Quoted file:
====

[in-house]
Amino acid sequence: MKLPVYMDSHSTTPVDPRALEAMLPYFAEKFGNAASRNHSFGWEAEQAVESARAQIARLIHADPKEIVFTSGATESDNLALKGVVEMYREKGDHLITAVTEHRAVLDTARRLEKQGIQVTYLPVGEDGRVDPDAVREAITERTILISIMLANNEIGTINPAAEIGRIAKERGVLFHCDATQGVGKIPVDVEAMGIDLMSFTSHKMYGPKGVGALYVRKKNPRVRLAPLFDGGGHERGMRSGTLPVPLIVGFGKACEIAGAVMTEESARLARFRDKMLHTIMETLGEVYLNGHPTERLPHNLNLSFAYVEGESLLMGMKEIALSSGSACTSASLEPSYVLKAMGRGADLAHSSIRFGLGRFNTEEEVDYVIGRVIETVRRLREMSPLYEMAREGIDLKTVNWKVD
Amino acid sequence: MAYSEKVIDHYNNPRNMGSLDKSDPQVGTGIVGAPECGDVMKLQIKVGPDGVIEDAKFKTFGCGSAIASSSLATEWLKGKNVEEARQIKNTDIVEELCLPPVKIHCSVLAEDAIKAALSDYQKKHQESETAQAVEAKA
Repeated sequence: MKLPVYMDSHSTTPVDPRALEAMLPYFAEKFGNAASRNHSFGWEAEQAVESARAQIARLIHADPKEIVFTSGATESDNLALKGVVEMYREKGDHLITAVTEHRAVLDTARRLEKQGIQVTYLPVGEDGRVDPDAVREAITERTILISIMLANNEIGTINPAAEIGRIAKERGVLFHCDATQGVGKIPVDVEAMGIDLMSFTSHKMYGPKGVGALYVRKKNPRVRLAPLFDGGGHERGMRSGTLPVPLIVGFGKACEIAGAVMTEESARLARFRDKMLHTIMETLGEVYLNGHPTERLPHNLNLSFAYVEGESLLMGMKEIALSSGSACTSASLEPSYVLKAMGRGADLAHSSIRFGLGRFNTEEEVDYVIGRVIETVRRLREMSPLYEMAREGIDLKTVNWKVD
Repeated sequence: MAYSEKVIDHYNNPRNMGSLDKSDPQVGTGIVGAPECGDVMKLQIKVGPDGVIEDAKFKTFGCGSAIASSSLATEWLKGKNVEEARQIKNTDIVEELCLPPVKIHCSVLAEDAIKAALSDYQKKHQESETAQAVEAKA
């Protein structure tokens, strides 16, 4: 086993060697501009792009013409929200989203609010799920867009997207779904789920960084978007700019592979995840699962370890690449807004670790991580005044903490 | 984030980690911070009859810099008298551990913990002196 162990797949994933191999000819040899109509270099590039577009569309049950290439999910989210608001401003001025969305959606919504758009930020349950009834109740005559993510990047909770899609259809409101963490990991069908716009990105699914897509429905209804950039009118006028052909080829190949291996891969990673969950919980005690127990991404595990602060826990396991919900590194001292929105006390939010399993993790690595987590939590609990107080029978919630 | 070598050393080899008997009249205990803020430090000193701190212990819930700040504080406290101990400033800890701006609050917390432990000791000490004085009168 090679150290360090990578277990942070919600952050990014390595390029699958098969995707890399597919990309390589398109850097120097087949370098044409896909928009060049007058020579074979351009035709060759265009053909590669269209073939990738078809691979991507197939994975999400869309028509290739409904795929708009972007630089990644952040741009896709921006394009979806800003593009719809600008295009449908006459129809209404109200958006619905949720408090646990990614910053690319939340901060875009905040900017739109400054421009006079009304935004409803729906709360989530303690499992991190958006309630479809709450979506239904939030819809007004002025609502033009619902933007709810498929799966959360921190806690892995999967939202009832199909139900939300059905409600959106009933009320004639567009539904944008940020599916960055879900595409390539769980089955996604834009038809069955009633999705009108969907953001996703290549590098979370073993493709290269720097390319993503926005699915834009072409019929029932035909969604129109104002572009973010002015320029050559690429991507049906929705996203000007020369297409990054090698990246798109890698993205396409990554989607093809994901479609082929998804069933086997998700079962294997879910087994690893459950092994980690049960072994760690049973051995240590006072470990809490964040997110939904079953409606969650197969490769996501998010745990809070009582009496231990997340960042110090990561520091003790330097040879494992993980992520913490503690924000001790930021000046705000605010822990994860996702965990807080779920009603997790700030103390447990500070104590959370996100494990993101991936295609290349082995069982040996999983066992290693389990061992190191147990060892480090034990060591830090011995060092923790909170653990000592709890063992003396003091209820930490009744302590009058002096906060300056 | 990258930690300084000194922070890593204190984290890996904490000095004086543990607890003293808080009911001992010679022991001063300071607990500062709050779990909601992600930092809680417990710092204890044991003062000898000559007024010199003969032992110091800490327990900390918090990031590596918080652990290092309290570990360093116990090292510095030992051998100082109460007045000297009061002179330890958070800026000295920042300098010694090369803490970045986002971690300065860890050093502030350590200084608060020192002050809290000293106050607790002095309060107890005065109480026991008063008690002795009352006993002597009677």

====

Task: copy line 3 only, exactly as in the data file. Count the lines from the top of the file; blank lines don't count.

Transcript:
Amino acid sequence: MAYSEKVIDHYNNPRNMGSLDKSDPQVGTGIVGAPECGDVMKLQIKVGPDGVIEDAKFKTFGCGSAIASSSLATEWLKGKNVEEARQIKNTDIVEELCLPPVKIHCSVLAEDAIKAALSDYQKKHQESETAQAVEAKA